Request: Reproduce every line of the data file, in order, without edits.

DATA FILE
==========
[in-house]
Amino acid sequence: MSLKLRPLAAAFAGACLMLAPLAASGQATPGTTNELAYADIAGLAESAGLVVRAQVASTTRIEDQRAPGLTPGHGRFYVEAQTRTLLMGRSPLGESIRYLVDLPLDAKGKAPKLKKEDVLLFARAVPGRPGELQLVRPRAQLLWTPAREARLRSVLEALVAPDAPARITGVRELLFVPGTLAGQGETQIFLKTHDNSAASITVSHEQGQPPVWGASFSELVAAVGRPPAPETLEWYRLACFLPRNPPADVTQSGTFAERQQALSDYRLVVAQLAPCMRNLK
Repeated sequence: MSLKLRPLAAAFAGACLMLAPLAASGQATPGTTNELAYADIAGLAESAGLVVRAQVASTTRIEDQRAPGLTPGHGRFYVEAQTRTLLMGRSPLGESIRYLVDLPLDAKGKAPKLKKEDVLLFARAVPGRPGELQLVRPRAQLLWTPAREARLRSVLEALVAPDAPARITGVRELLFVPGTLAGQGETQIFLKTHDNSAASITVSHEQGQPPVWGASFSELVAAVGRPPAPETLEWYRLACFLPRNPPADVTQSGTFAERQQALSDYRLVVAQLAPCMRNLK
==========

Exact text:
[in-house]
Amino acid sequence: MSLKLRPLAAAFAGACLMLAPLAASGQATPGTTNELAYADIAGLAESAGLVVRAQVASTTRIEDQRAPGLTPGHGRFYVEAQTRTLLMGRSPLGESIRYLVDLPLDAKGKAPKLKKEDVLLFARAVPGRPGELQLVRPRAQLLWTPAREARLRSVLEALVAPDAPARITGVRELLFVPGTLAGQGETQIFLKTHDNSAASITVSHEQGQPPVWGASFSELVAAVGRPPAPETLEWYRLACFLPRNPPADVTQSGTFAERQQALSDYRLVVAQLAPCMRNLK
Repeated sequence: MSLKLRPLAAAFAGACLMLAPLAASGQATPGTTNELAYADIAGLAESAGLVVRAQVASTTRIEDQRAPGLTPGHGRFYVEAQTRTLLMGRSPLGESIRYLVDLPLDAKGKAPKLKKEDVLLFARAVPGRPGELQLVRPRAQLLWTPAREARLRSVLEALVAPDAPARITGVRELLFVPGTLAGQGETQIFLKTHDNSAASITVSHEQGQPPVWGASFSELVAAVGRPPAPETLEWYRLACFLPRNPPADVTQSGTFAERQQALSDYRLVVAQLAPCMRNLK